Tools and Altars

You don't need anything fancy, just a place to put your stuff while you do ritual and/or magick. A mantel top, a coffee table, a bureau top.

How you place objects on your Altar depends upon your Element associations. If you're using incense to represent Air, and Air for you is North, then you need to find north on your Altar, and put your incense there.

A traditional Altar has the tools representing the four elements in their respective directions, the four quarter candles, in their respective directions (more on color in a minute); three candles for the Lord, the Lady and the All That Is (or Spirit, if you prefer) ATI or Spirit in the center, you decide which half of the Altar is male and which female (traditionally left side is female) and place deity candles appropriately.

Anything else to go on, such as ingredients for a spell that need to be charged, seasonal decorations, and so, goes in places that

Now, my altar is small, it's a slice of maple tree and is only 13 inches in diameter. I can't fit all of that on my altar. So I place the quarter candles in their corners — I would love to have those wrought iron floor candlesticks, but for now I use shelves, or a chair seat to set the holder upon. I also tend to put the elemental representative tools on those makeshift shelves that sit beneath the altar, my slab of maple sits on a hand-carved mahogany base from India.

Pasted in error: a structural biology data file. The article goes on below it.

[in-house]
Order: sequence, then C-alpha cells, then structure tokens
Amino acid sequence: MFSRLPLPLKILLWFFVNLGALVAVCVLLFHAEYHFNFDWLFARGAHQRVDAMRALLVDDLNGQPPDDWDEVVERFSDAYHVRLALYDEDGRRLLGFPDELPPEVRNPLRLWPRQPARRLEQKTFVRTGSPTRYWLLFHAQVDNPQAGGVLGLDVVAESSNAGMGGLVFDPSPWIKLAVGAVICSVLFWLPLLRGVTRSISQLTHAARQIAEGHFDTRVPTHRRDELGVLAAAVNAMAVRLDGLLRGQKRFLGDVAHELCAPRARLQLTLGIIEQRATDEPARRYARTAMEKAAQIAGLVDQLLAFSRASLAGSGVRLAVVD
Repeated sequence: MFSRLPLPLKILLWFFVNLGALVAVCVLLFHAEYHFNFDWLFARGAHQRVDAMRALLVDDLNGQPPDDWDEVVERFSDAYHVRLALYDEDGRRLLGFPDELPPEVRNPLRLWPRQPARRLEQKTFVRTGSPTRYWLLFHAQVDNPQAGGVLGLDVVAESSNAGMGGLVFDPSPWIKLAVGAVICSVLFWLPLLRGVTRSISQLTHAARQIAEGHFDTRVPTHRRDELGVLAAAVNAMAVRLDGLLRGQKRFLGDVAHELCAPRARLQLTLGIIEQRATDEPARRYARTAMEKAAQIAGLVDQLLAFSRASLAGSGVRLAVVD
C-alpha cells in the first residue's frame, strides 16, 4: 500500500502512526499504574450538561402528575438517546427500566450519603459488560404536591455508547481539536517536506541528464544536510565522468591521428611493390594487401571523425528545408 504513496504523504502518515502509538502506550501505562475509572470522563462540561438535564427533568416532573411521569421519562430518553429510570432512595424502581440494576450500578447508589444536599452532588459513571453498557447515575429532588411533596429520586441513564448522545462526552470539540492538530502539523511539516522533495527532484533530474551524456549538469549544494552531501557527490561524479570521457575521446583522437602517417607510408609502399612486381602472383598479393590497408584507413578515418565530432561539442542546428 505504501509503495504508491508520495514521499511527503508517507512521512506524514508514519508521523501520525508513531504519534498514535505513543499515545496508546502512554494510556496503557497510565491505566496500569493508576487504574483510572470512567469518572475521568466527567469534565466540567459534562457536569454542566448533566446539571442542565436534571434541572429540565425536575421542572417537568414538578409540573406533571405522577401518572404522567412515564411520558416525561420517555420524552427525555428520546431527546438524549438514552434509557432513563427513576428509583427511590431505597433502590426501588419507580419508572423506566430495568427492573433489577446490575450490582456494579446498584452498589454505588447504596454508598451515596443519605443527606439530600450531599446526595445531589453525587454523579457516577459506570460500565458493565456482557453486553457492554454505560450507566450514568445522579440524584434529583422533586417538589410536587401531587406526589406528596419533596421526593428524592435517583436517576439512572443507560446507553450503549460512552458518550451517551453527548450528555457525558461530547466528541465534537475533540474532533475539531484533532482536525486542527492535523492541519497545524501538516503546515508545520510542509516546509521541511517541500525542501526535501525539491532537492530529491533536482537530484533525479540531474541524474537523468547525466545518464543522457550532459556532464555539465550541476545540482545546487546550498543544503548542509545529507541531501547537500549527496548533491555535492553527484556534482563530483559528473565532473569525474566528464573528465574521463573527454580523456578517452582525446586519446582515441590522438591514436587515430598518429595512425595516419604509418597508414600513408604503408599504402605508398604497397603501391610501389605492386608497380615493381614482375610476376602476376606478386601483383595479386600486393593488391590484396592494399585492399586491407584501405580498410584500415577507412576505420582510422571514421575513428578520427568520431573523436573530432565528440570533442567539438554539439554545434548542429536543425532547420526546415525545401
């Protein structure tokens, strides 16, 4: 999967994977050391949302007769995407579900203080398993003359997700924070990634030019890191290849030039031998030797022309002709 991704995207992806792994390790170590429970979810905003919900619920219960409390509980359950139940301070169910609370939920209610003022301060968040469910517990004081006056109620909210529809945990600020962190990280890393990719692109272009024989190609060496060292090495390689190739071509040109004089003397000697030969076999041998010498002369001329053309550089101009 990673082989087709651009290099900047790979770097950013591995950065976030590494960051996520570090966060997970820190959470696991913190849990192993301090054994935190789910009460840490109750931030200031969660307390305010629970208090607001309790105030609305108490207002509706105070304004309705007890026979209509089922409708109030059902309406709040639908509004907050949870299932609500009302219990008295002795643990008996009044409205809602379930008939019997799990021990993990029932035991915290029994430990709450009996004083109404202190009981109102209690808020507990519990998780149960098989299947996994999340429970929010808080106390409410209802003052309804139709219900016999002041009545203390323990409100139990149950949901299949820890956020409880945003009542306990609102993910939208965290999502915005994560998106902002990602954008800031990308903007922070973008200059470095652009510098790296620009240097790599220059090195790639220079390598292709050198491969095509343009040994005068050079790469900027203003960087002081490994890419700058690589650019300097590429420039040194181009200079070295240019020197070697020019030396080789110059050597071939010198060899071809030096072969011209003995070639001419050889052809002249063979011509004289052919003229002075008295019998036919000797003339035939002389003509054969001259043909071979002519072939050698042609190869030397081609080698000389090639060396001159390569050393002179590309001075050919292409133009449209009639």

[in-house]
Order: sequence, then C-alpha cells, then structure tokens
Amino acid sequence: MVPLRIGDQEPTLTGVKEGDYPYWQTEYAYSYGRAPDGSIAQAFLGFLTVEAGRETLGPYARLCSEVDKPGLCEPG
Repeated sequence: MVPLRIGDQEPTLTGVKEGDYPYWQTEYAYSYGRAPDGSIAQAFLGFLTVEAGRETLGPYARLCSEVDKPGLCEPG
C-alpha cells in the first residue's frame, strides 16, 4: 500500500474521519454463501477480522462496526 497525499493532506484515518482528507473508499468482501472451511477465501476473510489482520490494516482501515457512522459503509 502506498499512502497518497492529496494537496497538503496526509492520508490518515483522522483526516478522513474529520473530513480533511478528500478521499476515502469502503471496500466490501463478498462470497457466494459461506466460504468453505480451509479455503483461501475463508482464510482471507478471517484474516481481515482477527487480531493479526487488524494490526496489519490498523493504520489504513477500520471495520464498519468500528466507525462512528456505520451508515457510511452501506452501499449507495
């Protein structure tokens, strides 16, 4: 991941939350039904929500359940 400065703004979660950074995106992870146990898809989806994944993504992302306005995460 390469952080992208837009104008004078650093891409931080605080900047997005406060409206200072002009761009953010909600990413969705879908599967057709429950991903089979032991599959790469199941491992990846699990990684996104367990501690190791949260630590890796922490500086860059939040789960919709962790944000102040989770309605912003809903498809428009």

Other things that might go on there would be things sacred to your particular Gods. Keys are a sacred symbol of my Lady, I have an antique skeleton key hanging over my altar.

So much for arranging the altar, but where should the altar itself be? Tradition has it most commonly in the East, esp. as East is generally associated with the rising sun = new beginnings. North is another popular spot, being considered the womb/tomb = place of all endings and beginnings. Center is the third most popular spot, where it can be the focus for a the question of which direction is moot. Find out which direction and utilize it to the max.

My altar, being small, is mobile. While I was deeply involved in tracing my family tree (an on-going hobby with periods of intense focus), it seemed my altar.

While there, it collected things like — a sheaf of wheat, an iron spike from the railroad, a spindle. Suffice to say, it doesn't matter where you put your altar, so long as you know what it means. never do anything magickally or ritually that you can't answer.

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